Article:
Archive December 2002 III, No. 12

The 5 Guiding Principles of Daily Surgical Scheduling

Follow these scheduling principles and youll inevitably do whats best for your patients, surgeons, staff and bottom line.

Franklin Dexter, MD, PhD

BIO

When numerous demands like surgeon requests, changing staffing requirements and capacity issues compete for OR time and space, the surgical schedule can take on a life of its own. Yet, the surgical schedule doesn't have to be hard to manage. Studies clearly show that schedulers should consider five key guiding principles in the following order: patient safety, access, OR efficiency, patient service and physician satisfaction. In this article, I'll show you how these five principles will help you get your surgical schedule under control.

Efficient Staff Allocation: Do The Math



8-hour


5 (0 3 2 0)


8.75 (1.75x3 0 0 2)


13.75 (5 8.75)


9-hour


7 (0 4 3 0)


5.25 (1.75x2 0 0 1)


12.25 (7 5.25)


10-hour


9 (0 5 4 0)


1.75 (1.75x1)


10.75 (9 1.75)


11-hour


12 (0 6 5 1)


0 (1.75x0)


12 (12 0)


1. Patient safety first
Although surgical schedulers intuitively make decisions based on clinical need, many do not have a clear sense of why they do what they do. It is important to articulate the principle that patient safety (and quality of care) is preeminent. That is, the staff should satisfy every clinical need (such as preoperative evaluation, documentation and infection control) regardless of the resulting workload. This means accepting additional cases as long as it is safe to do so and moving cases when needed to satisfy clinical needs (you may need to schedule a patient with diabetes first to avoid prolonged NPO, for example). Similarly, schedulers should refuse to add or move cases whenever doing so compromises patient safety.

The following scenario illustrates the common-sense guiding principle of ?safety first':

You have an add-on case and are trying to decide if and where you can accommodate it. The last case in OR #1 is scheduled to finish at 1 p.m. The case in OR #2 is scheduled to finish at 2:30 p.m. The usual shift runs from 7 a.m. to 3 p.m. The staff in OR #1 could probably handle the add-on case, but the staff working in OR #2 is clearly qualified. Although it would be more efficient to schedule the case in OR #1 to prevent overtime, you schedule the case in OR #2 because you will not compromise patient safety. You also know that, given the nature of the patient and procedure, this later start time will not hinder the patient's ability to be discharged on an outpatient basis.

2. Access
The next consideration in the scheduling decision is access. As long as it is possible to have an OR, staff and equipment available so the case can proceed safely, schedule it in. In essence, access is secondary only to safety, and the scheduler should not refuse cases based on an arbitrary time of day. In the earlier scenario, for example, the scheduler should not refuse this new case simply because it will end after 3 pm.

Although some hospitals may allocate fixed OR time based on financial criteria as a part of a long-term strategic plan, it is counterproductive to attempt to limit the daily cases just to adhere to a fixed-hours schedule. The only realistic (and most economically sound) surgical scheduling approach is to live by the philosophy that everyone is there to get cases done as efficiently as possible. This principle promotes flexibility and growth of the surgeons' practices and the outpatient facility.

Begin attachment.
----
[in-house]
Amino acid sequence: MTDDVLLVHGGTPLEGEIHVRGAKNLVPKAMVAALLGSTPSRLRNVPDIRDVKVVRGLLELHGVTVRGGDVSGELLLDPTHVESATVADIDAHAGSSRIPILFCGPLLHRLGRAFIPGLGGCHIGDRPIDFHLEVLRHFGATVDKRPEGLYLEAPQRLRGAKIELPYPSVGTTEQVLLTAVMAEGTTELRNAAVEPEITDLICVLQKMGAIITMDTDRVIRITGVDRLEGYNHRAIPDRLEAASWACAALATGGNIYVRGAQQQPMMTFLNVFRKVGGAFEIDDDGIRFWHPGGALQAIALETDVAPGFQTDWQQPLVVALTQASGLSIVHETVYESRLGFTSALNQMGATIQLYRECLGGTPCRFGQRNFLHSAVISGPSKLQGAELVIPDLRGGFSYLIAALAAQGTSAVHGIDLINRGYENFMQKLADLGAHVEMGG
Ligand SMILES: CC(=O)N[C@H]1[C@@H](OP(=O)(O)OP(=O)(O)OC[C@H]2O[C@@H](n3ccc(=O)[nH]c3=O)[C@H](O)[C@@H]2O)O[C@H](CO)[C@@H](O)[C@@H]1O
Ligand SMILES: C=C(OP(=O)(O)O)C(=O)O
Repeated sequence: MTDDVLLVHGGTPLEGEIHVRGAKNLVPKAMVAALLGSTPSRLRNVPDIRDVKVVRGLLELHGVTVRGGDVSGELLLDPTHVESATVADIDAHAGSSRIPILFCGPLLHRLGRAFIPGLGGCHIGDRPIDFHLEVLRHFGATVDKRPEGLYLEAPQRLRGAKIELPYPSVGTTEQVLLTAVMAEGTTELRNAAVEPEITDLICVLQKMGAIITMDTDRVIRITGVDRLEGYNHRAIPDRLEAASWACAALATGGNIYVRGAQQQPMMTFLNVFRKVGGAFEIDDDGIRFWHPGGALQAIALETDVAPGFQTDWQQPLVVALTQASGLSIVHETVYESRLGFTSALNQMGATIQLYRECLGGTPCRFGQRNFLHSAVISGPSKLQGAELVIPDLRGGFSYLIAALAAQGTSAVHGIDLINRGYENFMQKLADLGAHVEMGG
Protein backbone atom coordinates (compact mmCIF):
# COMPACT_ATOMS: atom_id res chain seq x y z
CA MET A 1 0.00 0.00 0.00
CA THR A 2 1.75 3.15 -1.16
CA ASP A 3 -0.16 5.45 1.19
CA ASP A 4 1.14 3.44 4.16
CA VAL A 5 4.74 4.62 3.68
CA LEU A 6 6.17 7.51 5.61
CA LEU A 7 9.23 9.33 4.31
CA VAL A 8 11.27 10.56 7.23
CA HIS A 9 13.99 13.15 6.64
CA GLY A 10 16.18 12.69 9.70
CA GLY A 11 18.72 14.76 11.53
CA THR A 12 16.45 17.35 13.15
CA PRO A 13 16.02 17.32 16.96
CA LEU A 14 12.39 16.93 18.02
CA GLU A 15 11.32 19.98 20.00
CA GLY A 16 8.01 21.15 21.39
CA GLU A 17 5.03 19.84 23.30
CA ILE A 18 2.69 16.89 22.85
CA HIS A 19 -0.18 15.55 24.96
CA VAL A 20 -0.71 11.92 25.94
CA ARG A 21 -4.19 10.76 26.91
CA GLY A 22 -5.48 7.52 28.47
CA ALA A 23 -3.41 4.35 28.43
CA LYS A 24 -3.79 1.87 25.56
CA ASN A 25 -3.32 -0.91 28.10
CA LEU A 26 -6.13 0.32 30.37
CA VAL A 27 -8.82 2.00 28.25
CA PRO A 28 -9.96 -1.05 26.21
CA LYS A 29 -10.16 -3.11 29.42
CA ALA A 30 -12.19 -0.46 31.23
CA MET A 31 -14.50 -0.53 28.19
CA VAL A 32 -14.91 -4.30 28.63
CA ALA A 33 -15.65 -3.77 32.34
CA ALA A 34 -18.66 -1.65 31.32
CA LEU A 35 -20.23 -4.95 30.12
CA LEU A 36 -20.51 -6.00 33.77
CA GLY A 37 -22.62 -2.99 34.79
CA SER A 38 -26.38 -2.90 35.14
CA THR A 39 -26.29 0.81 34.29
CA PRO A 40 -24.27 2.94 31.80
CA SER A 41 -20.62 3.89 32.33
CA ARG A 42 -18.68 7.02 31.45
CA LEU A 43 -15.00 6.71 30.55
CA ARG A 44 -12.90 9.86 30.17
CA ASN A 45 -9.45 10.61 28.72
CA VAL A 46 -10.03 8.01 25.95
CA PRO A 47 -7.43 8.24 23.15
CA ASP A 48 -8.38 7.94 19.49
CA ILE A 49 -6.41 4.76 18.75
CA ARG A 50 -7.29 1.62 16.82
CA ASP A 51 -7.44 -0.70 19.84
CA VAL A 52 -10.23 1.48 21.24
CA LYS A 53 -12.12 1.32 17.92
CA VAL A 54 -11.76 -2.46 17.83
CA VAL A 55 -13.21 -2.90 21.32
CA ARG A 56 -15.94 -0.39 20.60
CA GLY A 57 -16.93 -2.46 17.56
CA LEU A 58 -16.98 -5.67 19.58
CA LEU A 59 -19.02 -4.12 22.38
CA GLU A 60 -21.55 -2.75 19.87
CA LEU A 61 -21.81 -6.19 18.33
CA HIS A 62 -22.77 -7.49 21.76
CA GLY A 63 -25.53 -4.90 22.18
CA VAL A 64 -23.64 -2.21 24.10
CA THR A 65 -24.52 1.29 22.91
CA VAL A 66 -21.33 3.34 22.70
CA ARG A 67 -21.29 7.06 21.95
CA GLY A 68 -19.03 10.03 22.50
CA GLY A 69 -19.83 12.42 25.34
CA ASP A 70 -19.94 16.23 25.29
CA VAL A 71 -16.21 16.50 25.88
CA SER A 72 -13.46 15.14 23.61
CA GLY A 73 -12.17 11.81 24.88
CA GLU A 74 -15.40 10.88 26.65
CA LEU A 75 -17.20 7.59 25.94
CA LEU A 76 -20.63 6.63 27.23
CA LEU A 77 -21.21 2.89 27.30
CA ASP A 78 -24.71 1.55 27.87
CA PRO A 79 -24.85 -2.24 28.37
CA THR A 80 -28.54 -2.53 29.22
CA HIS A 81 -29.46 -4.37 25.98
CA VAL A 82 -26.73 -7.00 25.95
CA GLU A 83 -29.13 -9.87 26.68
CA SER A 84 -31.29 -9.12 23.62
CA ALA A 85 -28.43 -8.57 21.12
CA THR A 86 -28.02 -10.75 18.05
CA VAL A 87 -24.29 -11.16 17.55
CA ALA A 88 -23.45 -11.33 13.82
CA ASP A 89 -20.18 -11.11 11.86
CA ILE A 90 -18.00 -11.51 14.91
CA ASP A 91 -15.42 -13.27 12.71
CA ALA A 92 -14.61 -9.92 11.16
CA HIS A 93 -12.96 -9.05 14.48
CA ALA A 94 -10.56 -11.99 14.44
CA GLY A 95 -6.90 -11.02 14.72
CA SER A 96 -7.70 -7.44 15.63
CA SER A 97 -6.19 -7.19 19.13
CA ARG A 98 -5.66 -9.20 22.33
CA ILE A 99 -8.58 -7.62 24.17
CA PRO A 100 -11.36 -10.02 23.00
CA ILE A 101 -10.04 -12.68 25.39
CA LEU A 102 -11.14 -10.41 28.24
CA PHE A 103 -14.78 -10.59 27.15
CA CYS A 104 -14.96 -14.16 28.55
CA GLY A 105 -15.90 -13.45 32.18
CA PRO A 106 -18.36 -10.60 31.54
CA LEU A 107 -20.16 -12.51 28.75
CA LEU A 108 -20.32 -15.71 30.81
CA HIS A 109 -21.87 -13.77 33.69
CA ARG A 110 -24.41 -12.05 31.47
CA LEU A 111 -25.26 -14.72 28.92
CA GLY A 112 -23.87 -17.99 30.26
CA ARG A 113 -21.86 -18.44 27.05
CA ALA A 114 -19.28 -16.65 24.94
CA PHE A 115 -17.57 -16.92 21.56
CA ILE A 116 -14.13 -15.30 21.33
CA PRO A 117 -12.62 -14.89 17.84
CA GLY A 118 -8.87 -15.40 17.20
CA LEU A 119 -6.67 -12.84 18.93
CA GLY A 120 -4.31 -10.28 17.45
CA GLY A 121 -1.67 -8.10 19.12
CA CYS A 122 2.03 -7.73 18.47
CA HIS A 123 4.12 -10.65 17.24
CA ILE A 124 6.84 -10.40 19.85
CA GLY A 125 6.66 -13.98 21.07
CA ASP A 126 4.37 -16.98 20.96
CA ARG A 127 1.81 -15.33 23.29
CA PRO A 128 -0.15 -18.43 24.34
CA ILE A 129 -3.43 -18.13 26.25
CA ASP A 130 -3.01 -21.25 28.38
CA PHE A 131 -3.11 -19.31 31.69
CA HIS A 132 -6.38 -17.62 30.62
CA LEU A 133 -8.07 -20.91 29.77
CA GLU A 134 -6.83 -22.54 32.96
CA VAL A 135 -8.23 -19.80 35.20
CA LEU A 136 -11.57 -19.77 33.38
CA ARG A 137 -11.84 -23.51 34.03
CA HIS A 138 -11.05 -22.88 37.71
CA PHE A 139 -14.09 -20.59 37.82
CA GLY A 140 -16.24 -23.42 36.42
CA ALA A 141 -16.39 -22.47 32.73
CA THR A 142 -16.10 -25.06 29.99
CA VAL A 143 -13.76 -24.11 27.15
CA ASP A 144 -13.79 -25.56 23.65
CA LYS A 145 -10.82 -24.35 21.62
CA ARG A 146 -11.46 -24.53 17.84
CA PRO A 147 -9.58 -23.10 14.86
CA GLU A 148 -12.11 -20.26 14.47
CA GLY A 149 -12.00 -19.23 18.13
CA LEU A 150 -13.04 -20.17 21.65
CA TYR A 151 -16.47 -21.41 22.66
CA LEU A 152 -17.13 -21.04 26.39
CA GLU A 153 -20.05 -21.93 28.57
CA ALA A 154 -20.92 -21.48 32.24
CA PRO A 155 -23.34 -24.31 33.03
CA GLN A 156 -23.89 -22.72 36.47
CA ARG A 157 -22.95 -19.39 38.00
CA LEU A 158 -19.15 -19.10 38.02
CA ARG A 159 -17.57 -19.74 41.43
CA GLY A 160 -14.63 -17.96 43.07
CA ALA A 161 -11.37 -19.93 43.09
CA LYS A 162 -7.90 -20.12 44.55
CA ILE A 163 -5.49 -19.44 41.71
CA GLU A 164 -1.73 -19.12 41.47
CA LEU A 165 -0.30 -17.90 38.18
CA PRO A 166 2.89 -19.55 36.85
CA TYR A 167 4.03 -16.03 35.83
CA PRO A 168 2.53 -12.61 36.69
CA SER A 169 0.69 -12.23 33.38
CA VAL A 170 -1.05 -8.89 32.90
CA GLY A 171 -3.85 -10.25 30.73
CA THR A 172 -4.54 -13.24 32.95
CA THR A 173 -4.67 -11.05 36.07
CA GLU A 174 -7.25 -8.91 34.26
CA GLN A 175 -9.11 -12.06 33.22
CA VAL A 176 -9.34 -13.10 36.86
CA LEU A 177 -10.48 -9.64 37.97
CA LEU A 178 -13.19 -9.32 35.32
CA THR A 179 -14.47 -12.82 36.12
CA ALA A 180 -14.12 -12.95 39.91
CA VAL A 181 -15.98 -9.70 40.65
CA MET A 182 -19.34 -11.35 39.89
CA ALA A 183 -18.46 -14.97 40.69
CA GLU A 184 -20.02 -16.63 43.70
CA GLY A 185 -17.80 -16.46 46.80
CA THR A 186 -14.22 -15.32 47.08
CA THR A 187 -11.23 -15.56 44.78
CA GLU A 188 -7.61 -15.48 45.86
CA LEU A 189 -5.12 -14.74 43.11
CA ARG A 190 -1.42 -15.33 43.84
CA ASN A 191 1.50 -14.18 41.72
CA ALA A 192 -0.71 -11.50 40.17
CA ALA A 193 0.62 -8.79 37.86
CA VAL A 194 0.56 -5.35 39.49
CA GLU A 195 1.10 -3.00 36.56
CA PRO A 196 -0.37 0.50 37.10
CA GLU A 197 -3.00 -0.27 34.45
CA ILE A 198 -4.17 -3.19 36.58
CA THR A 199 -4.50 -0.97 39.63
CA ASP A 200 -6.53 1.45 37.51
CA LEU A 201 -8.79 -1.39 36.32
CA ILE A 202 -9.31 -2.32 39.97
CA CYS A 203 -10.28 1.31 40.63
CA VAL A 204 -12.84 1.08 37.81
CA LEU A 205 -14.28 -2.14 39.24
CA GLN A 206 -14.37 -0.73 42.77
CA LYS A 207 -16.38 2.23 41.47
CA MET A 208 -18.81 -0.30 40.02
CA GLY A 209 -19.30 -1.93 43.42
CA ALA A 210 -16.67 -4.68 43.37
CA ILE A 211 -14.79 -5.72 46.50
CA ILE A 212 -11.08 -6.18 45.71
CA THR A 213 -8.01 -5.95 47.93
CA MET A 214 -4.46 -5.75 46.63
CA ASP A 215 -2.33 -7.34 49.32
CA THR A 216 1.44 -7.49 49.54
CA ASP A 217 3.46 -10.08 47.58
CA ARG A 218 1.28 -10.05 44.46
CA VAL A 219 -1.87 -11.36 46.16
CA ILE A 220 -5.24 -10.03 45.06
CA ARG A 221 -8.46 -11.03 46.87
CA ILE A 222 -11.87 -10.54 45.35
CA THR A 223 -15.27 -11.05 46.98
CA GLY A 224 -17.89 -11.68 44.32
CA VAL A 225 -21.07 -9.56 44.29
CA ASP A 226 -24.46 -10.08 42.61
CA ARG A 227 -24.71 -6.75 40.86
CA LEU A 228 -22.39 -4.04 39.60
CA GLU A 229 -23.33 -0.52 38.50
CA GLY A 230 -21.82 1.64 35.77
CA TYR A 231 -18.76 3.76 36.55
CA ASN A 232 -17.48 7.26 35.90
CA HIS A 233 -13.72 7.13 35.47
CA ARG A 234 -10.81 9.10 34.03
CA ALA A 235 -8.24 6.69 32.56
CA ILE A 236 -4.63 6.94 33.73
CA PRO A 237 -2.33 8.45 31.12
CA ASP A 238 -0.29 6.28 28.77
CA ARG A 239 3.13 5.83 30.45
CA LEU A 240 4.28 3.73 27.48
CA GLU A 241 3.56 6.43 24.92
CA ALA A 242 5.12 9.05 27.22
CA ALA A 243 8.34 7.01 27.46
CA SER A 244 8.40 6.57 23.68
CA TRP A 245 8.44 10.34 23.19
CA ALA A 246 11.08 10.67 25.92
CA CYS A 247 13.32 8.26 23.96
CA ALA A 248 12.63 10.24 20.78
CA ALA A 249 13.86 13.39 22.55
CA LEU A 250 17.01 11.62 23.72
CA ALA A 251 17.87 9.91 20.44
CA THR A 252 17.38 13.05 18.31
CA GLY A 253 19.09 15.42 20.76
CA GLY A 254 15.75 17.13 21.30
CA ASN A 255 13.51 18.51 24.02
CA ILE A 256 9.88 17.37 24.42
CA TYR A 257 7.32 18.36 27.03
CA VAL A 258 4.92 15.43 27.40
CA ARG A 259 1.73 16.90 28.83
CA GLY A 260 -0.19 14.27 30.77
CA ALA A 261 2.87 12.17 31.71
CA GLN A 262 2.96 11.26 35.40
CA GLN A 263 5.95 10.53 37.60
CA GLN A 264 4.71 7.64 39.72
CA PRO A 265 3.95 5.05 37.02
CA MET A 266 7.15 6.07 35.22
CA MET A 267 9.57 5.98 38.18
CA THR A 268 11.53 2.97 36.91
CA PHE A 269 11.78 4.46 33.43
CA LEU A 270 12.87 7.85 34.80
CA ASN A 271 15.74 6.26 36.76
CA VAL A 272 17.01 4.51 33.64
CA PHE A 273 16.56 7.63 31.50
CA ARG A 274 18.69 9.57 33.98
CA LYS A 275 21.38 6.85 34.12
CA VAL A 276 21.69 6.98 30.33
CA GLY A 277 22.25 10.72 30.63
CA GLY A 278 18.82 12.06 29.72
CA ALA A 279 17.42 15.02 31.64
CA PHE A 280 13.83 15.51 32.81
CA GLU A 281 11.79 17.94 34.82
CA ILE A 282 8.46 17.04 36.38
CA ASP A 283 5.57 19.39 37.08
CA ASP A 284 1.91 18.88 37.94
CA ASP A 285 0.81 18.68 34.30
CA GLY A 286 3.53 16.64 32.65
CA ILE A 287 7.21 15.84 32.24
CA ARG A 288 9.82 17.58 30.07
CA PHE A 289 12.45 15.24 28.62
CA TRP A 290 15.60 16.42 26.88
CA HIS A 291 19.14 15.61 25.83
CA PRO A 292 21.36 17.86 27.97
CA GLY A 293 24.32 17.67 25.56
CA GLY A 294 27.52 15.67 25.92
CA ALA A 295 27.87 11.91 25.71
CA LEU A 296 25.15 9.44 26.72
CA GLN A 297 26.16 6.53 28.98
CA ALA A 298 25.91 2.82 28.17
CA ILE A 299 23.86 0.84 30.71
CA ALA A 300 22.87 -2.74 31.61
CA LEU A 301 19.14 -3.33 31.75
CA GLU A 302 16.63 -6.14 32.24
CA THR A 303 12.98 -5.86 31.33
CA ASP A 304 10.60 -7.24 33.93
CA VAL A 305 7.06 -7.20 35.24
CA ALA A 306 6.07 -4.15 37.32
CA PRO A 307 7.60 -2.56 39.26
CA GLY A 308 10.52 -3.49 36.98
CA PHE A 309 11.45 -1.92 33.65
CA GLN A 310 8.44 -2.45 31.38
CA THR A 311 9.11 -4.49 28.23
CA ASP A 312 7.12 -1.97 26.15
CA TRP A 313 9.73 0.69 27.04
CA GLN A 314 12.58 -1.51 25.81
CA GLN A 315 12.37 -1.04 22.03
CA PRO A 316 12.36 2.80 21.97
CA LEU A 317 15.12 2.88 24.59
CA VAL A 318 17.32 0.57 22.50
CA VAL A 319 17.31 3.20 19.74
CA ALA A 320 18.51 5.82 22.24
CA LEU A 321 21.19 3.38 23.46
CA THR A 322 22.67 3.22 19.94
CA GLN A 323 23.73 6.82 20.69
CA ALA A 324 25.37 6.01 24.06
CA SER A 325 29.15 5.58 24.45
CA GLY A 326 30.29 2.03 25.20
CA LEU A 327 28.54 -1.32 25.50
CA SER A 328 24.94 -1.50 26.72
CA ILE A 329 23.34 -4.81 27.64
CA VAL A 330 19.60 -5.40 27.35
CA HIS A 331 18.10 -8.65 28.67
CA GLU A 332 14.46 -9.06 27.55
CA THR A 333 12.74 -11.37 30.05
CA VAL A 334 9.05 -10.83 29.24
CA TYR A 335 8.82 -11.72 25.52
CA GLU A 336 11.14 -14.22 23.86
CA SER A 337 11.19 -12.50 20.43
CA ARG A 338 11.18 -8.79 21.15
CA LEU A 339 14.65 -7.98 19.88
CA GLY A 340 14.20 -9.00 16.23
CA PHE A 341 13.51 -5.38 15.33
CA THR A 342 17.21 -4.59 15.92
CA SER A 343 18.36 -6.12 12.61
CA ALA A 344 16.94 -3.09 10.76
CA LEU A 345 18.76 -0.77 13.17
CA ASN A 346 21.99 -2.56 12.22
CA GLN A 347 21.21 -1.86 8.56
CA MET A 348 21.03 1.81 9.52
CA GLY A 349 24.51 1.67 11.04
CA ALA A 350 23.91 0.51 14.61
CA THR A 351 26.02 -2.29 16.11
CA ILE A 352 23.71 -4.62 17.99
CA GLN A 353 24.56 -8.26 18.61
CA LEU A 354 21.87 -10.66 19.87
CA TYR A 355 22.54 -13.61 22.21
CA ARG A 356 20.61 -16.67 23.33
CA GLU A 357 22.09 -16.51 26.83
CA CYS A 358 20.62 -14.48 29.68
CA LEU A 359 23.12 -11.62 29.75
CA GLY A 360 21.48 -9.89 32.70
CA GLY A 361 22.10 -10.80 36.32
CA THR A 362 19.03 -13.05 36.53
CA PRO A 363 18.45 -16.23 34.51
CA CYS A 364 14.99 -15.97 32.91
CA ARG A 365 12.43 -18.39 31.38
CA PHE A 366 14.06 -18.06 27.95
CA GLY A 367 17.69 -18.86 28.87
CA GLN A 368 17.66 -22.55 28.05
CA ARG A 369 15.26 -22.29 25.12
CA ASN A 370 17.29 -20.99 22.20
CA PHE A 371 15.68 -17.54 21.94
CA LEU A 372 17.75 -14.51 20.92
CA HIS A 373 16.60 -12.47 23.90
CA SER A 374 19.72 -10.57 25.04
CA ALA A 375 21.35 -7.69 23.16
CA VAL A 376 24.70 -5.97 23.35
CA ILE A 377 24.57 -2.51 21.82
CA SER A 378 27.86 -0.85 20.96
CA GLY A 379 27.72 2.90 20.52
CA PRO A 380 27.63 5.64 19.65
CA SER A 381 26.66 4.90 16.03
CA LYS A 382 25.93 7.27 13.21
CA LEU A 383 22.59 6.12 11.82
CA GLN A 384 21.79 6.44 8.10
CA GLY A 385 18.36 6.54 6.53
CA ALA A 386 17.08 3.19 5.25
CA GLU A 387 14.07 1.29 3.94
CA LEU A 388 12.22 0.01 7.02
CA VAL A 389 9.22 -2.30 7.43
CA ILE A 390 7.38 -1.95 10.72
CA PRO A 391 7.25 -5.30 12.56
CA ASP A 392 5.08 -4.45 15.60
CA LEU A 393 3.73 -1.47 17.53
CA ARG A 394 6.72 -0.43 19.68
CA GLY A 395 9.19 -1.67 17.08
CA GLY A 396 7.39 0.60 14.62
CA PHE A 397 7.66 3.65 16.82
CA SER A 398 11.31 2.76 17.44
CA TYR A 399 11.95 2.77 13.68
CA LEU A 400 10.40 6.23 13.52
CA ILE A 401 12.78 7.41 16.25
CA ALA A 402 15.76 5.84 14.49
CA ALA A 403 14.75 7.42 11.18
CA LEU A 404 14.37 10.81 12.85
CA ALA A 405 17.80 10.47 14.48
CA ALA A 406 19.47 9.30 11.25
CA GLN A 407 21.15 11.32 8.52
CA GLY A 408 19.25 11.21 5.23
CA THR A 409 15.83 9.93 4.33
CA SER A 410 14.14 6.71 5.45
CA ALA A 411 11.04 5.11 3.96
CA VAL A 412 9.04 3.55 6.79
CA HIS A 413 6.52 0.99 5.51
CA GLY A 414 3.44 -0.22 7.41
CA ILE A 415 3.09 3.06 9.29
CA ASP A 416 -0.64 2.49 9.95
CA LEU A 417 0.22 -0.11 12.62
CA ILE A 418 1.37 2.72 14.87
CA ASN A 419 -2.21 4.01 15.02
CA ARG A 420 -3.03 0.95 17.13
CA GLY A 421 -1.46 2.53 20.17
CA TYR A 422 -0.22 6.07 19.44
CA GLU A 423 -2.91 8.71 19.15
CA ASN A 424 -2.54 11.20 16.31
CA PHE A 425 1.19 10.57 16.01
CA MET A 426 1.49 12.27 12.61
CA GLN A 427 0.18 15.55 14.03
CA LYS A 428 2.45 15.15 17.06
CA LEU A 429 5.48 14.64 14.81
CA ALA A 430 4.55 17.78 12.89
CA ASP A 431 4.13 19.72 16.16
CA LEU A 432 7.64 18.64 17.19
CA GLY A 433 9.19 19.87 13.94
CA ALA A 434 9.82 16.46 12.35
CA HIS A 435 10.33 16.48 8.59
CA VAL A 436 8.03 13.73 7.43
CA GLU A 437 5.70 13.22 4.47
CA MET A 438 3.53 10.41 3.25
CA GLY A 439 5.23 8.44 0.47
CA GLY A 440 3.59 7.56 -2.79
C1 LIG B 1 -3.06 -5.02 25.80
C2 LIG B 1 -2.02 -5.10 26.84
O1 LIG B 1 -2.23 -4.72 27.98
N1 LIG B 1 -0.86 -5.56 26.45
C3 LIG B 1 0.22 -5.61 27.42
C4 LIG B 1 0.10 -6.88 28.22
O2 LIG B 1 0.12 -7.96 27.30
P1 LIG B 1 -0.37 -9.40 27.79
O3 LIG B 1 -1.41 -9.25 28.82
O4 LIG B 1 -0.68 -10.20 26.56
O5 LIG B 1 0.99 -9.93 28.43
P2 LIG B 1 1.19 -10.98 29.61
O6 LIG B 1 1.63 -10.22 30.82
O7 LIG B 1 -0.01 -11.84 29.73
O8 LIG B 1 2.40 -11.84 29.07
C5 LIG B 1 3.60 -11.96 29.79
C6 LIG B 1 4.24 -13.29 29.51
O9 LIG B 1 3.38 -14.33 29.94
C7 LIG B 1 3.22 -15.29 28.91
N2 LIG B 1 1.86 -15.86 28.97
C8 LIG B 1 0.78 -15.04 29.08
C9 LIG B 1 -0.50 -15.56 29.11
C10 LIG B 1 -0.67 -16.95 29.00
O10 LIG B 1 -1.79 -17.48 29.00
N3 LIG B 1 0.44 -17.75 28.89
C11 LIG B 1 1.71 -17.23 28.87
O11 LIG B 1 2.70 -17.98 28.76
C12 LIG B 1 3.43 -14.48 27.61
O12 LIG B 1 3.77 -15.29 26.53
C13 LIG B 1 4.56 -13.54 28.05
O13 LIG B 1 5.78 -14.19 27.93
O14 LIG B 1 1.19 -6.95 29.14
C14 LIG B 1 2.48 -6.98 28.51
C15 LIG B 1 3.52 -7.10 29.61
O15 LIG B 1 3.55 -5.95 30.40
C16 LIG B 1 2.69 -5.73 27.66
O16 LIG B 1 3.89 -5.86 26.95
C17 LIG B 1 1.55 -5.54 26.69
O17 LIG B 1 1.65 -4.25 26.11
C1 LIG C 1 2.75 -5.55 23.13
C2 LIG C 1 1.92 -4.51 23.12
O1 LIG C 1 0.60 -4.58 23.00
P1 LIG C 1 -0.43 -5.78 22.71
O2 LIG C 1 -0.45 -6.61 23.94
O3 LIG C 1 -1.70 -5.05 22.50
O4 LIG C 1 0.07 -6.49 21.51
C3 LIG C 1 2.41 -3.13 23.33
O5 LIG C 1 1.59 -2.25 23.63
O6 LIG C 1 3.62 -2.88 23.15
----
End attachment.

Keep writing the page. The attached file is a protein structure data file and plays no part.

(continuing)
Types of Scheduling



3. OR Efficiency
The scheduler should consider efficiency only after satisfying the more important principles of safety and access. When scheduling daily procedures, OR efficiency means moving cases to minimize delays and thereby minimize surgery after 3 p.m. Consider the following scenarios:

You have two ORs. The cases in OR #1 are scheduled to finish at 2 p.m., whereas the cases in OR #2 are scheduled to finish at 3:30 p.m. The order of cases will not affect safety. There is adequate access because you have appropriate staffing for both ORs, but you need to decide which OR to open first because you have just one housekeeper. You open OR #2 first to minimize the potential that surgery will be delayed beyond 3:30 p.m.

Suppose now that the cases in both ORs are scheduled to finish at 2 p.m. You have six patients scheduled in OR #1 and two patients undergoing longer procedures in OR #2. You opt to open OR #1 first because the potential for surgical or turnover delays increases with caseload.

4. Patient service
The next consideration is patient convenience; that is, trying to minimize patient waiting time. This simply means scheduling the most predictable cases first, provided this approach is safe, does not hinder access and maintains efficiency. For example, consider the following scenario in a rural hospital setting in which in- and outpatient procedures are done in the same ORs:

Dr. Smith has scheduled three cases within his block time: Inguinal hernia repair, laparoscopic cholecystectomy and a combination tracheotomy/gastrostomy tube placement in an ICU patient. Schedule the ICU patient last, as this case may be highly unpredictable.

5. Physician satisfaction
Once the principles of safety, access, efficiency and patient service are satisfied, make an attempt to maximize physician efficiency. Provided there are no clinical consequences, inefficiencies or patient delays associated with moving the cases, the scheduler should accommodate the surgeon's requests to alter the sequence of cases.

Remember that when your schedulers understand their priorities, they can reduce the amount of time it takes to schedule cases, and they can better ensure safety, profitability, OR efficiency, and patient and surgeon satisfaction.

Dr. Dexter (franklin-dexter@uiowa.edu) is Associate Professor at the University of Iowa's Department of Anesthesia.

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